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Interleukin-4 (IL4)

IL-4 was first described in 1982 as a cofactor in the proliferation of resting B-cells stimulated through the cross-linkage of their membrane IgM by anti-IgM antibodies . It was also described as a T-cell factor that induced B-cell differentiation into plasma cells secreting IgG1 . Hence its early names were B-cell stimulation factor-I (BSF-I), B-cell differentiation factor-I (BCDF-I) and B-cell growth factor-I (BCGF-I).

IL-4 exerts different effects on B-cells at different stages in the cell cycle. On resting B-cells, IL-4 acts as an activating factor, inducing them to enlarge in size and increase class II MHC expression. Following activation by an antigen or mitogen, IL-4 acts as a growth factor, driving DNA replication in the B-cells. In the case of proliferating B cells, IL-4 acts as a differentiation factor by regulating class switch to Cepsilon and Cgamma1, i.e., the production of the IgE and IgG1 subclasses. In this role it has been termed a "switch-inducing" factor.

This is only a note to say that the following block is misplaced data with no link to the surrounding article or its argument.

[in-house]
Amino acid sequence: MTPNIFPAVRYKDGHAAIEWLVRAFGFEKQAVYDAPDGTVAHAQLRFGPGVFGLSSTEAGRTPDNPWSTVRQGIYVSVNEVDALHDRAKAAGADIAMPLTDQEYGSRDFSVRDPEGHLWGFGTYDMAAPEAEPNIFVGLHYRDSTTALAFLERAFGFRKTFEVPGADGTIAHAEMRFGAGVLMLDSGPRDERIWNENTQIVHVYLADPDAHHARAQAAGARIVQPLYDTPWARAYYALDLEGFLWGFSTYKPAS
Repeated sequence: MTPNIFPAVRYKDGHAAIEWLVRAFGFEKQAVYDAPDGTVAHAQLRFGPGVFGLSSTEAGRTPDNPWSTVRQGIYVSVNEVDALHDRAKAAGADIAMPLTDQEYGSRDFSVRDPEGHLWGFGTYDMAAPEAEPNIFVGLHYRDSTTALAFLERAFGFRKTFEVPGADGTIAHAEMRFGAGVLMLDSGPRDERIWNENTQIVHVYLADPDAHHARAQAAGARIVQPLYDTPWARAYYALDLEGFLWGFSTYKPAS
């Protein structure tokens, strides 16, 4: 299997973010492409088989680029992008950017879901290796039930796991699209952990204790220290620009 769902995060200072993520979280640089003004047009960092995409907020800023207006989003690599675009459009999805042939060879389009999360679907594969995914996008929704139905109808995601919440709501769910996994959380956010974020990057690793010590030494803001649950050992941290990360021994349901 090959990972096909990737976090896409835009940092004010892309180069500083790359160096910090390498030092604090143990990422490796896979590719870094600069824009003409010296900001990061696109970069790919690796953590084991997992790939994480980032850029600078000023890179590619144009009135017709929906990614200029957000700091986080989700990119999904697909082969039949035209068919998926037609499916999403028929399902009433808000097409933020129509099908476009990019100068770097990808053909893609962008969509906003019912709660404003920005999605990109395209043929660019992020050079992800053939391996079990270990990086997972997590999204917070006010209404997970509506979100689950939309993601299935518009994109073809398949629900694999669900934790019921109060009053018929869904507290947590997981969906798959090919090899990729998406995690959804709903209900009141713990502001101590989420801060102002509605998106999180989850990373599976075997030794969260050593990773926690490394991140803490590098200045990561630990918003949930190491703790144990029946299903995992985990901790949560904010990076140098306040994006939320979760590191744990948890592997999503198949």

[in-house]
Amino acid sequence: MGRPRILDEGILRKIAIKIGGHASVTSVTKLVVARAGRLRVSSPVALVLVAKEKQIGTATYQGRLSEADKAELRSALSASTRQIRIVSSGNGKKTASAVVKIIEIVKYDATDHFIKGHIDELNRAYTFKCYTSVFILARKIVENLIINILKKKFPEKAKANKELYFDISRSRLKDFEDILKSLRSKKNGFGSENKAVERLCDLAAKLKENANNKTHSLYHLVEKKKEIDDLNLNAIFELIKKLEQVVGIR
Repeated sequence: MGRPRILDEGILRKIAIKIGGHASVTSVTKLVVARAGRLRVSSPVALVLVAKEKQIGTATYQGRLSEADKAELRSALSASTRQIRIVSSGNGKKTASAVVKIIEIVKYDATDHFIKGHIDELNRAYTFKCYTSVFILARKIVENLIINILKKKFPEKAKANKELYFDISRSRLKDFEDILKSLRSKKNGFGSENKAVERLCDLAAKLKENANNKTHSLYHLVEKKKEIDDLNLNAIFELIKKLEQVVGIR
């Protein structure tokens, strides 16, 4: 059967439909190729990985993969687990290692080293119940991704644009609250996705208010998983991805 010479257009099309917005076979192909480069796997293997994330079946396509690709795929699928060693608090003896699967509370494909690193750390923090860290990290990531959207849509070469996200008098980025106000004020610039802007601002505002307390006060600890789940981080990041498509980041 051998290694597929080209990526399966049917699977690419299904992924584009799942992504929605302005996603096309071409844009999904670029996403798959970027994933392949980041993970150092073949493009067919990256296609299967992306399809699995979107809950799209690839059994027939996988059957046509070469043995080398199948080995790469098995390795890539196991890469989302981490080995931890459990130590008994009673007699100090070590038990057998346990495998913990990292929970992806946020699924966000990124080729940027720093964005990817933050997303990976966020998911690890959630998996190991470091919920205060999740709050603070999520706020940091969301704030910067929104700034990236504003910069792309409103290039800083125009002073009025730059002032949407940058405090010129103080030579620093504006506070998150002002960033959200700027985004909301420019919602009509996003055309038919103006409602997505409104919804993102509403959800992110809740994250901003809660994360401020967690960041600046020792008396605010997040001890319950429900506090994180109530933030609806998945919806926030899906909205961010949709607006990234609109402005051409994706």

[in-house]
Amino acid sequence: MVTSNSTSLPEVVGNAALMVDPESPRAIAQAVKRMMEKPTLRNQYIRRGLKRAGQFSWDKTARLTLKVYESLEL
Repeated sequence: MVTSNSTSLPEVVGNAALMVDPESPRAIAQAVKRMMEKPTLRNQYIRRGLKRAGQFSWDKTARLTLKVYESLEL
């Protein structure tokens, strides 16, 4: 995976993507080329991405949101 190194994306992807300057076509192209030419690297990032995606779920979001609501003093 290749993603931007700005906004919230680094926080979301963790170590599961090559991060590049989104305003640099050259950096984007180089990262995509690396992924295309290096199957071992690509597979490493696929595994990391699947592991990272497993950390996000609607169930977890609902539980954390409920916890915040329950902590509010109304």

IL-4 also plays a major role in T-cell development. It is thought to be influential in promoting differentiation of T helper cells into TH2 cells during an immune response. IL-4 can also act as a mast cell growth factor. IL4 actions (except increases in MHC II) are "neutralized" by IFNgamma , which is made by TH1 cells .



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